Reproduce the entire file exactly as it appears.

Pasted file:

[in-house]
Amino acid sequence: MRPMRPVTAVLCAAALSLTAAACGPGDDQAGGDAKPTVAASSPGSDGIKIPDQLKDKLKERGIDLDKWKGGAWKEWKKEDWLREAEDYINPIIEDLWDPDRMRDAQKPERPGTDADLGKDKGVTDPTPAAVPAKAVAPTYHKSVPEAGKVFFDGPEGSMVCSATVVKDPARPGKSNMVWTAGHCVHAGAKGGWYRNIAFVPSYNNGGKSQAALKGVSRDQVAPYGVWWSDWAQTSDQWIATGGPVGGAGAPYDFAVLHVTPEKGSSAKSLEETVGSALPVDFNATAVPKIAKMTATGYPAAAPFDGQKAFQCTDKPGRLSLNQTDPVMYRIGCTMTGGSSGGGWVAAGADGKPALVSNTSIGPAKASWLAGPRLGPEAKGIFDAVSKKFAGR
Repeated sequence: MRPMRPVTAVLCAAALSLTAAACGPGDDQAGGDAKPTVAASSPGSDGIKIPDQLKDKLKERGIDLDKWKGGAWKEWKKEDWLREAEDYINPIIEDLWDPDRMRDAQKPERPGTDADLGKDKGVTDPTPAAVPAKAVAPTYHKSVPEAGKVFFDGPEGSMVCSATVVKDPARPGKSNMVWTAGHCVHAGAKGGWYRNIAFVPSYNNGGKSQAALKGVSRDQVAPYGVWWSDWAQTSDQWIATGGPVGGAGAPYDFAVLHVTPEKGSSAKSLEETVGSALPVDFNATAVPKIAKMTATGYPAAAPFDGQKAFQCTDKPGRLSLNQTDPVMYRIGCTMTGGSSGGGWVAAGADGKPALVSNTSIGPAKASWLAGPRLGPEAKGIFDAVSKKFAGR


[in-house]
Amino acid sequence: MRPMRPVTAVLCAAALSLTAAACGPGDDQAGGDAKPTVAASSPGSDGIKIPDQLKDKLKERGIDLDKWKGGAWKEWKKEDWLREAEDYINPIIEDLWDPDRMRDAQKPERPGTDADLGKDKGVTDPTPAAVPAKAVAPTYHKSVPEAGKVFFDGPEGSMVCSATVVKDPARPGKSNMVWTAGHCVHAGAKGGWYRNIAFVPSYNNGGKSQAALKGVSRDQVAPYGVWWSDWAQTSDQWIATGGPVGGAGAPYDFAVLHVTPEKGSSAKSLEETVGSALPVDFNATAVPKIAKMTATGYPAAAPFDGQKAFQCTDKPGRLSLNQTDPVMYRIGCTMTGGSSGGGWVAAGADGKPALVSNTSIGPAKASWLAGPRLGPEAKGIFDAVSKKFAGR
Repeated sequence: MRPMRPVTAVLCAAALSLTAAACGPGDDQAGGDAKPTVAASSPGSDGIKIPDQLKDKLKERGIDLDKWKGGAWKEWKKEDWLREAEDYINPIIEDLWDPDRMRDAQKPERPGTDADLGKDKGVTDPTPAAVPAKAVAPTYHKSVPEAGKVFFDGPEGSMVCSATVVKDPARPGKSNMVWTAGHCVHAGAKGGWYRNIAFVPSYNNGGKSQAALKGVSRDQVAPYGVWWSDWAQTSDQWIATGGPVGGAGAPYDFAVLHVTPEKGSSAKSLEETVGSALPVDFNATAVPKIAKMTATGYPAAAPFDGQKAFQCTDKPGRLSLNQTDPVMYRIGCTMTGGSSGGGWVAAGADGKPALVSNTSIGPAKASWLAGPRLGPEAKGIFDAVSKKFAGR